How to become a nurse practitioner

It’s an exciting time to become a nurse practitioner. Job demand is up and salaries are rising. The surge in growth is primarily because of the effects of health care legislation, an increased emphasis on preventive care and demand from the growing population of baby boomers for more health care services.

Responsibilities

A nurse practitioner’s scope of practice varies from state to state. Nurse practitioners provide and coordinate patient care and may provide primary and specialty health care. They also monitor patients’ progress and administer care alongside a doctor.

Nurse practitioners typically perform the following:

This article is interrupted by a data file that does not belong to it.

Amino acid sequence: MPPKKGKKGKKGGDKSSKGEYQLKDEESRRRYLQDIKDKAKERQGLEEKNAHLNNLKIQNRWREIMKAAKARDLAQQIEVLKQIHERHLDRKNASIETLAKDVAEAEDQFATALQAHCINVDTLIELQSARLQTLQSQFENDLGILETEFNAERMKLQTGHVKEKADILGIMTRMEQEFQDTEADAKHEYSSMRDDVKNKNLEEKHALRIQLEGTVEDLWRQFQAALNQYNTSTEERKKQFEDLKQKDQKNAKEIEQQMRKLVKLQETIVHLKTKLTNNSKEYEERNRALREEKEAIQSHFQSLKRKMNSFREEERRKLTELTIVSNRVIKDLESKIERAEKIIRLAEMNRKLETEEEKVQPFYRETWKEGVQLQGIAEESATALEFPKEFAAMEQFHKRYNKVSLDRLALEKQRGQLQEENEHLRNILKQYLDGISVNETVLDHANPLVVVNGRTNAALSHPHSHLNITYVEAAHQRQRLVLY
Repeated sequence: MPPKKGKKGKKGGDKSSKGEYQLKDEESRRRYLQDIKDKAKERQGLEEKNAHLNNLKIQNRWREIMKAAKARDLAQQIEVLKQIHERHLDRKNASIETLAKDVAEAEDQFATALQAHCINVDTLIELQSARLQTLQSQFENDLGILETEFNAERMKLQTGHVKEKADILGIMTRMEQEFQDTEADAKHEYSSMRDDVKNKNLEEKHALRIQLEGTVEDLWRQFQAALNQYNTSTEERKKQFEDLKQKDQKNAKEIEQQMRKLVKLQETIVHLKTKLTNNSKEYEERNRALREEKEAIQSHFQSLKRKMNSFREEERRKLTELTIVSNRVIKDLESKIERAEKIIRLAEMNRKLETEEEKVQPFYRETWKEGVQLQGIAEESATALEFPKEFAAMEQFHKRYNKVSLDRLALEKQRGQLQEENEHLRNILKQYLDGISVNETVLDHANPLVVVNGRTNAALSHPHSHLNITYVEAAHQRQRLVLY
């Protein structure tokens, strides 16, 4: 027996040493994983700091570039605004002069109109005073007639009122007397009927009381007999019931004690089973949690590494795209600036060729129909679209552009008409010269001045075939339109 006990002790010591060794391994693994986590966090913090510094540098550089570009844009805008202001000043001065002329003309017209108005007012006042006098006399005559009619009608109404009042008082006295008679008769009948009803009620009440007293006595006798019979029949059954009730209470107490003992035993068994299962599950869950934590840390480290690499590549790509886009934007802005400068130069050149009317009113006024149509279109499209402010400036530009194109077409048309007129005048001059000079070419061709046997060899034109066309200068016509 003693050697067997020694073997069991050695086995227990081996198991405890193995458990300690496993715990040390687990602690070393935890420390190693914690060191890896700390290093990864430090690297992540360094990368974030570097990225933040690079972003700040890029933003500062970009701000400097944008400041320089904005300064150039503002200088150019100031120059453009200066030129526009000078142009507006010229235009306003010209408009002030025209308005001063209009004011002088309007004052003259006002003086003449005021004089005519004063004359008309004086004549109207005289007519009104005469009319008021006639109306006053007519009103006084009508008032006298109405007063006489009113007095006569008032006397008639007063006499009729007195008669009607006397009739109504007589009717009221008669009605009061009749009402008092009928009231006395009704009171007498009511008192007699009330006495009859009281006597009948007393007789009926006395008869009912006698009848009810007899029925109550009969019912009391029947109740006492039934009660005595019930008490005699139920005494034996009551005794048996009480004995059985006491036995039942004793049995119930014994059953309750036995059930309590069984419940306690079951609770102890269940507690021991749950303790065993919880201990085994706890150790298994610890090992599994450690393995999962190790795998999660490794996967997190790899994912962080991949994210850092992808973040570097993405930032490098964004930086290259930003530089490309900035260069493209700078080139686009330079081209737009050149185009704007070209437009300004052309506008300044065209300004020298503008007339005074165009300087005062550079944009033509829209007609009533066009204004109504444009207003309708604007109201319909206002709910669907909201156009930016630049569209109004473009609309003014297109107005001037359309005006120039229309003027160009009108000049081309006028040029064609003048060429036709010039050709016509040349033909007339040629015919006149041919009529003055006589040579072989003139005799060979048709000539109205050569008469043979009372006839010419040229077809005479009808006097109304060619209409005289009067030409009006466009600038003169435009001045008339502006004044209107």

• Record patient medical histories
  • Prescribe medications
  • Analyze test data or images to inform diagnosis or treatment
  • Treat chronic diseases or disorders
  • Diagnose medical conditions
  • Educate patients about self-management of illnesses

Average salaries

Nurse practitioners with a Master of Science in Nursing (MSN) can expect to earn approximately $95,350 annually. The job outlook through 2022 is much stronger than average — the U.S. Bureau of Labor Statistics estimates the demand for nurse practitioners to grow by 31% through 2022.

Work environment

Nurse practitioners can work in physicians’ offices, general medical and surgical hospitals, outpatient care centers, nursing care facilities, and universities and colleges. Practitioners normally work less than 40 hours a week, which can include evenings, weekends and night shifts.

College degree

Prepare to take the next step in your nursing career. Spring Arbor University offers an online, CCNE-accredited MSN/NP program with your choice of two tracks: family nurse practitioner and adult gerontology, primary care nurse practitioner.